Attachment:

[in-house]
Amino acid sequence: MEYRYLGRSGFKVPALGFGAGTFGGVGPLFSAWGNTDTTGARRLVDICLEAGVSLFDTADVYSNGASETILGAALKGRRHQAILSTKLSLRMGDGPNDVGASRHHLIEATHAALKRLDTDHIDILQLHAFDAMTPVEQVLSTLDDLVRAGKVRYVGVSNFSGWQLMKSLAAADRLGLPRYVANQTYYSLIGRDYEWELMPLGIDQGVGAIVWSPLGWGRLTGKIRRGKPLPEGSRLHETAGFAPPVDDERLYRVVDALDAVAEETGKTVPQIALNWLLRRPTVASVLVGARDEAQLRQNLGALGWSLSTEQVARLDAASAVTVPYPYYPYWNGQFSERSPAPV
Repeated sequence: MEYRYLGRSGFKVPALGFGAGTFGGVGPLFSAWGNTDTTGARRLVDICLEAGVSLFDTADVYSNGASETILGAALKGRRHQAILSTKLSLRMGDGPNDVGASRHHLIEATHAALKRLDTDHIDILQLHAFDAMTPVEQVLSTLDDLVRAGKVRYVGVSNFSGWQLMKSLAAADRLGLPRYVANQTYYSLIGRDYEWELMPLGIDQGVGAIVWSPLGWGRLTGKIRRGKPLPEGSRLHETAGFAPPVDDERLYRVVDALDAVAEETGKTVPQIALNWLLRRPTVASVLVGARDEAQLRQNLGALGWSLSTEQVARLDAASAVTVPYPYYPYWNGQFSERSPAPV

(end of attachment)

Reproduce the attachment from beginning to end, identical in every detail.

[in-house]
Amino acid sequence: MEYRYLGRSGFKVPALGFGAGTFGGVGPLFSAWGNTDTTGARRLVDICLEAGVSLFDTADVYSNGASETILGAALKGRRHQAILSTKLSLRMGDGPNDVGASRHHLIEATHAALKRLDTDHIDILQLHAFDAMTPVEQVLSTLDDLVRAGKVRYVGVSNFSGWQLMKSLAAADRLGLPRYVANQTYYSLIGRDYEWELMPLGIDQGVGAIVWSPLGWGRLTGKIRRGKPLPEGSRLHETAGFAPPVDDERLYRVVDALDAVAEETGKTVPQIALNWLLRRPTVASVLVGARDEAQLRQNLGALGWSLSTEQVARLDAASAVTVPYPYYPYWNGQFSERSPAPV
Repeated sequence: MEYRYLGRSGFKVPALGFGAGTFGGVGPLFSAWGNTDTTGARRLVDICLEAGVSLFDTADVYSNGASETILGAALKGRRHQAILSTKLSLRMGDGPNDVGASRHHLIEATHAALKRLDTDHIDILQLHAFDAMTPVEQVLSTLDDLVRAGKVRYVGVSNFSGWQLMKSLAAADRLGLPRYVANQTYYSLIGRDYEWELMPLGIDQGVGAIVWSPLGWGRLTGKIRRGKPLPEGSRLHETAGFAPPVDDERLYRVVDALDAVAEETGKTVPQIALNWLLRRPTVASVLVGARDEAQLRQNLGALGWSLSTEQVARLDAASAVTVPYPYYPYWNGQFSERSPAPV